Rather than calculating shortcuts using the augmented Dijkstra's algorithm, it is also possible to calculate shortcuts in a manner more compatible with a conventional distance vector protocol, such as IGRP. In a distance vector protocol, the router advertises its distance to every destination in a “distance vector update,” rather than advertising its links to adjacent routers. When a router receives a distance vector update from one of its neighbors, it checks, for each destination, if the distance is less than its current distance. If so, the router selects the neighbor as its next hop to the destination, increments the distance (hop count) to that destination by one, and advertises this distance over every one of its links except the one on which it received the update (otherwise known as the “split horizon” rule). After a router fails to hear an advertisement for a destination for a time-out period, it removes the neighbor as the next hop to that destination. Information about a destination, accordingly, propagates away from the router to which the destination is attached toward potential sources.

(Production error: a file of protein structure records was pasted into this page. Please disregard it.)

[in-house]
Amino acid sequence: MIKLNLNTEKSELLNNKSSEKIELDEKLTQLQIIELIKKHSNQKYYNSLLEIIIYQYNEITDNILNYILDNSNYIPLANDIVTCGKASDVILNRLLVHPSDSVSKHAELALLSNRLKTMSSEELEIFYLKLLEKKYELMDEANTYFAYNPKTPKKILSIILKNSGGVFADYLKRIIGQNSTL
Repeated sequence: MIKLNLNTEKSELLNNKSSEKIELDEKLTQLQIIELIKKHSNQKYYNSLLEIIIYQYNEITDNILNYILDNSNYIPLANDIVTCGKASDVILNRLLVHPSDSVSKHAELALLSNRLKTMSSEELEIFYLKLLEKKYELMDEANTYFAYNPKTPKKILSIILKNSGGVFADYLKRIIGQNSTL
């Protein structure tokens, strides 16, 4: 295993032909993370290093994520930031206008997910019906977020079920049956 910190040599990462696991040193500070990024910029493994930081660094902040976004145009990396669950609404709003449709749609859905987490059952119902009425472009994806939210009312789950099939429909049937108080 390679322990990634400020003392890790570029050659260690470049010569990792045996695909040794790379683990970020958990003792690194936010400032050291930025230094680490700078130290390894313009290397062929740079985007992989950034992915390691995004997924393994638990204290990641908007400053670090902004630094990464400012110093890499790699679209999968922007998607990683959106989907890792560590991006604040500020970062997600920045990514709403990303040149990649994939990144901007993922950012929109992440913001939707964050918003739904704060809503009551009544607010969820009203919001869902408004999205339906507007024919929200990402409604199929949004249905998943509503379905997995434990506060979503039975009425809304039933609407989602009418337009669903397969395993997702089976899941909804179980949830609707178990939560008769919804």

In accordance with another embodiment of the present invention, NBMA-attached routers add a “shortcut advertisement” to every distance vector advertisement they send for which the next hop is via an interface that is either a non-NBMA interface or an NBMA interface that is not in the same interface class. The shortcut advertisement consists of the router's unique Router ID (e.g. IP address) and distance from the destination. Routers propagate this information without modification within an NBMA network, following the usual split horizon rule. The information will propagate to every router within the routing domain. Routers then determine that a shortcut is feasible as before: a shortcut to an egress router is feasible if the distance (cost), consisting of the shortcut cost plus the cost from the egress router to the destination, is less than the cost computed by the conventional distance vector protocol. Note that this procedure only supports a single NBMA network. If there are multiple NBMA networks, it is possible to carry multiple shortcut advertisements. Alternatively, a policy could be established of not propagating shortcut advertisements across distinct NBMA networks. It should be noted that distance vector protocols do not provide a suitable mechanism for transferring opaque data, making it likely that all routers in an area will need to be aware of the present invention before shortcuts can be established.